Going Down South Going Down South Going Down South
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Going Down South Going Down South Going Down South

3.83 of 5 stars 3.83  ·  rating details  ·  139 ratings  ·  42 reviews
From the author of "The Middle Sister" comes a heartwarming tale of second chances and the unparalleled love between mothers and daughters.
When fifteen-year-old Olivia Jean finds herself in the "family way," her mother, Daisy, who has never been very maternal, springs into action. Daisy decides that Olivia Jean can't stay in New York and whisks her away to her grandmother...more
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Published July 29th 2008 by One World (first published January 1st 2008)
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Jan 11, 2008 Bonnie rated it 5 of 5 stars  ·  (Review from the author)  ·  review of another edition
All right - it is hard not to feel like a parent of a new child when you are getting ready to introduce a book to the public that you have written. Hey, I'm a mom again!

In the writing of this book I have learned a great many things, some of them very personal. But two things, I'll share: Life goes on despite every hurt that dwells inside of your heart and if it weren't for literacy, both reading and writing, I don't know what I would do with myself.

This story about three generations of African American women is tender and real and funny and heartbreaking. My favorite kind of novels are the ones that offer insight into complex human relationships, and this one delivers. I promise you'll love it. Also, I highly recommend it for book clubs.
Going Down South is one of my favorite books this year. I really enjoyed it. This story is about three generations of women in a family-Birdie, Daisy and Olivia Jean-all head strong and stubborn in their own way. It's such a strong story about the connections between mothers and daughters-the good, the bad, and the stuff that ultimately keeps you together. It's set in the South in the 60's and touches on so many issues: color, teen pregnancy, and relationships. The story is told from the point o...more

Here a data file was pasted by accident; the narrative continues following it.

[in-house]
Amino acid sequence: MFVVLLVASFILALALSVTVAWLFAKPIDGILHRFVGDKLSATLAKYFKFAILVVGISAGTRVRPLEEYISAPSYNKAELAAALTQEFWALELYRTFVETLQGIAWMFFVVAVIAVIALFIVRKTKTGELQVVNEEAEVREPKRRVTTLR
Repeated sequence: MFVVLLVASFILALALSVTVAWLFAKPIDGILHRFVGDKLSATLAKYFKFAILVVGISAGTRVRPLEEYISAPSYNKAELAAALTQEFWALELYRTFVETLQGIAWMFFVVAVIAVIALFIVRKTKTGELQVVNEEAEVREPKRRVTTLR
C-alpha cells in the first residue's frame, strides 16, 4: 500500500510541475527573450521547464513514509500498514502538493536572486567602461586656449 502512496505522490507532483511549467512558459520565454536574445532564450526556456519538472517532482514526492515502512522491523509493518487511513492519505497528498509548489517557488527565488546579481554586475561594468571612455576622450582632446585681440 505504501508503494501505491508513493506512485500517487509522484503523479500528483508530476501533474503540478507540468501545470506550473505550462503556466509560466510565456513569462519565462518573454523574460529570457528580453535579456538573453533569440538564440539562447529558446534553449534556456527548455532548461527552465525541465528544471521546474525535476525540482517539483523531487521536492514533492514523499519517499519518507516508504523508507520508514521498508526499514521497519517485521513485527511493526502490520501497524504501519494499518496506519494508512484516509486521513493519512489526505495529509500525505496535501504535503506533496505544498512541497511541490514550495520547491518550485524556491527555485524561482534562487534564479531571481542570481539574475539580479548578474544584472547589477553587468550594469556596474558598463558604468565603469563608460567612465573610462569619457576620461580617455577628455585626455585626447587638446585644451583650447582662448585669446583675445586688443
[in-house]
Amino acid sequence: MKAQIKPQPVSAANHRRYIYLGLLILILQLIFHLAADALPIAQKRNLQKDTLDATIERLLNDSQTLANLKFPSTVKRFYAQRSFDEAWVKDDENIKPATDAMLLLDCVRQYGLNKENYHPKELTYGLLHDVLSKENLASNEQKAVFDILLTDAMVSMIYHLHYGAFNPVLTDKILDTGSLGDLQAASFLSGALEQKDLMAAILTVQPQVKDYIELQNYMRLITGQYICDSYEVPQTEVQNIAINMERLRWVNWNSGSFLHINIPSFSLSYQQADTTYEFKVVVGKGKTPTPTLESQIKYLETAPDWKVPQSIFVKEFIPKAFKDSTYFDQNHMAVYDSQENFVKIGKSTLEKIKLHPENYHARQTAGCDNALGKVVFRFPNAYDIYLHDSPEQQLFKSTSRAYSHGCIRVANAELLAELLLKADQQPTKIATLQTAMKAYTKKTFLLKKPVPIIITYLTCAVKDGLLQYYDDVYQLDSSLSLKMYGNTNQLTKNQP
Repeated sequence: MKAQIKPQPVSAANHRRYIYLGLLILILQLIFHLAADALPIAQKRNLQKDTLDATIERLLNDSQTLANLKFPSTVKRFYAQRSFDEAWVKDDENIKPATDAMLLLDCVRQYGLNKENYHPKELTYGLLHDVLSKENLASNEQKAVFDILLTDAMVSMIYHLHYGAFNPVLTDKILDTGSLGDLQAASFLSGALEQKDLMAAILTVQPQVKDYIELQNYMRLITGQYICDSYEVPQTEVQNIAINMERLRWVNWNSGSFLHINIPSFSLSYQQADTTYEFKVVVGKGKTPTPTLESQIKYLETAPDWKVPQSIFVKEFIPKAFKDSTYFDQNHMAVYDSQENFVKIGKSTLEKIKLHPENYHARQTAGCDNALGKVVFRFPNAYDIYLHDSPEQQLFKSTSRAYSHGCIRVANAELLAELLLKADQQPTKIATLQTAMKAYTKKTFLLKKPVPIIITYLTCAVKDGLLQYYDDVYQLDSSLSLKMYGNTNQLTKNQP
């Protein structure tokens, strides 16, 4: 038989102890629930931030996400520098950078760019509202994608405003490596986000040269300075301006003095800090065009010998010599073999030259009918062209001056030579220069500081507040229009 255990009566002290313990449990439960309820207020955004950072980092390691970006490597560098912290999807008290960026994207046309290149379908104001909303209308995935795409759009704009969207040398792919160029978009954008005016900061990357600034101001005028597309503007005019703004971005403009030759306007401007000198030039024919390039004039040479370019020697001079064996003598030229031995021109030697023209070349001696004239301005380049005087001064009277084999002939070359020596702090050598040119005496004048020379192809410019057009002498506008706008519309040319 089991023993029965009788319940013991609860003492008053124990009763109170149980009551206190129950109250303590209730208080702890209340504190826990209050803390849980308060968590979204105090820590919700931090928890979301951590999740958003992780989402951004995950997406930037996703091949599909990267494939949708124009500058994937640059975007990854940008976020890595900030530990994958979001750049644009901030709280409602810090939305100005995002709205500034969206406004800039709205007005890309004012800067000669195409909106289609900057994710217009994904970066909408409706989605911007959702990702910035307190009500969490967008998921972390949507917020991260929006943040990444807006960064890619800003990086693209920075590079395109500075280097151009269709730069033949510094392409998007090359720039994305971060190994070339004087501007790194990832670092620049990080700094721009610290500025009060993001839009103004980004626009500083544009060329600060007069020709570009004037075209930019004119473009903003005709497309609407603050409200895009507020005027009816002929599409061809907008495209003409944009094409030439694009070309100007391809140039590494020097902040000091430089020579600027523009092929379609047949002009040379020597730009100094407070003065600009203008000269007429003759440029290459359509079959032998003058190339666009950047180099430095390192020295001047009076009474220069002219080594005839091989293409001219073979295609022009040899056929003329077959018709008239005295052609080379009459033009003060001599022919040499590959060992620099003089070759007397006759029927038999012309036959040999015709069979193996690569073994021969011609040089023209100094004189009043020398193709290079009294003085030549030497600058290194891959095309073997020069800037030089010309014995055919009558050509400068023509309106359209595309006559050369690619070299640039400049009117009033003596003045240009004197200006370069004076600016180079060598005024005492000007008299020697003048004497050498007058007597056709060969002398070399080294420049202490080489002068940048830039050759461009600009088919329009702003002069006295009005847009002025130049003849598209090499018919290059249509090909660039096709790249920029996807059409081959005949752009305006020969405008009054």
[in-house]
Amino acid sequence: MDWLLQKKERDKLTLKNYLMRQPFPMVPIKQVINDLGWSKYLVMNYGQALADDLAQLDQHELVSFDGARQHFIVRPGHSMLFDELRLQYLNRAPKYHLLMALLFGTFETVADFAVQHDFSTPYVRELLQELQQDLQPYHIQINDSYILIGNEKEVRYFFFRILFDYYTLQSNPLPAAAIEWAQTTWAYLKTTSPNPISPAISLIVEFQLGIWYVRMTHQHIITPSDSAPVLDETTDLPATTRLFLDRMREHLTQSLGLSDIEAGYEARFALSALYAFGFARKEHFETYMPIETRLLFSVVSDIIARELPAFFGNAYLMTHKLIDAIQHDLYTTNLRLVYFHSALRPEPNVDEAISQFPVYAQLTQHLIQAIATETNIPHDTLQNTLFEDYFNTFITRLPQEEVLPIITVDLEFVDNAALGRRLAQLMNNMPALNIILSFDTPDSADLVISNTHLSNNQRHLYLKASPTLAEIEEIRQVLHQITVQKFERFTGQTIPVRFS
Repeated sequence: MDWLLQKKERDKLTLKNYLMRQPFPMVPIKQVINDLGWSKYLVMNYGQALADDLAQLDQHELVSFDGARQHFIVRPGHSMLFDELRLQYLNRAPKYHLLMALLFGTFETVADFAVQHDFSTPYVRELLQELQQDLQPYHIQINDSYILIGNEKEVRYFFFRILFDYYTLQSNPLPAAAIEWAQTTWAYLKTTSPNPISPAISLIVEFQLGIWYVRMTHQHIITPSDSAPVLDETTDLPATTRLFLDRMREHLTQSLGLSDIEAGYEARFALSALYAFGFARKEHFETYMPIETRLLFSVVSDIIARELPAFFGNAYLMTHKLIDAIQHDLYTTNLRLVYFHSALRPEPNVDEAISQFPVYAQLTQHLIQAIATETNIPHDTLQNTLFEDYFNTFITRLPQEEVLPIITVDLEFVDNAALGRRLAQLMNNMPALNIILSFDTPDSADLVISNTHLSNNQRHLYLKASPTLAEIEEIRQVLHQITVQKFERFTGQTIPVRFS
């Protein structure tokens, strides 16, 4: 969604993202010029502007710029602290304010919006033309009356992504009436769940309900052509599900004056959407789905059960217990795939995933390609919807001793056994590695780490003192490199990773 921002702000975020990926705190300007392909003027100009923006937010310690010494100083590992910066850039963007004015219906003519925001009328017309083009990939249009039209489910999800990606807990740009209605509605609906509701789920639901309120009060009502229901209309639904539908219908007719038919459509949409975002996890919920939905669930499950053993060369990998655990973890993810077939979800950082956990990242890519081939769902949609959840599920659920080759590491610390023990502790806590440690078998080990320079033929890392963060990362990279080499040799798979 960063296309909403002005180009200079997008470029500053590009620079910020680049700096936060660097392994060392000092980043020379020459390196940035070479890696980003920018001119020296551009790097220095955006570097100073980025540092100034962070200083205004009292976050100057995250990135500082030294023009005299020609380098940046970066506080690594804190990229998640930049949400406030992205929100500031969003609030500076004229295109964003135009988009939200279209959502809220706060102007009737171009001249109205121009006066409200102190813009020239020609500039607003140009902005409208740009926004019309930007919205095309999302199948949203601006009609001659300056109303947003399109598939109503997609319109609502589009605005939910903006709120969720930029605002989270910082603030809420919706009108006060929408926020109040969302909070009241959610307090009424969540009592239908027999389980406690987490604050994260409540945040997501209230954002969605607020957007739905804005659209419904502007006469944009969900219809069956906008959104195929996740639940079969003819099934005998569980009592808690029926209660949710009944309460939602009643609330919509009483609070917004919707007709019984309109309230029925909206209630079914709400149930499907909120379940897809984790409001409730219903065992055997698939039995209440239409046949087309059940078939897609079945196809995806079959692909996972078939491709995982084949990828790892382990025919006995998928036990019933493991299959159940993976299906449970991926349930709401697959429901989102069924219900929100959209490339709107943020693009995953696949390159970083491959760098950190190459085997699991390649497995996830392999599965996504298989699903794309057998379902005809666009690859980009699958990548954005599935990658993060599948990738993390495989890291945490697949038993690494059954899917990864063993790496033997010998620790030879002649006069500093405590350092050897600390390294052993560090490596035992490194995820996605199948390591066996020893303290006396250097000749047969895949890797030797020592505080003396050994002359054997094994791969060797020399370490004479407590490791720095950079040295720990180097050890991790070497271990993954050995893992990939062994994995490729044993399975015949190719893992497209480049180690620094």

Aug 22, 2008 Donura rated it 4 of 5 stars  ·  review of another edition
Recommends it for: any woman young or old
Shelves: own

RATING: 4.5 out of 5

Reading Going Down South, was like going back in time in more ways than one. There was a period of time in my reading life when I became quite immersed in the reading of African American women authors. It seemed like the more I read, the more I wanted to read. One author led to another as I would read interviews or reviews as well as books. Alice Walker and Toni Morrison novels, J. California Cooper novels and short story collections. Tina McElroy Ansa, and of course, Zora Ne...more
GUD Magazine
This is a reading-group book. You can tell because it's about mothers and daughters, because it has race- and gender-based complications, and because it has Reading Group Questions at the back. Unfortunately, I don't think I found it as edifying as I was supposed to. Going Down South has a solid sense of time and place and culture, even while jumping around between them, but is weaker in plot and characterization, which make that sense of the settings more difficult to appreciate and learn from....more
Holly (2 Kids and Tired)
Most reviews I've seen call it "wonderful" and a great book for and about mothers and daughters.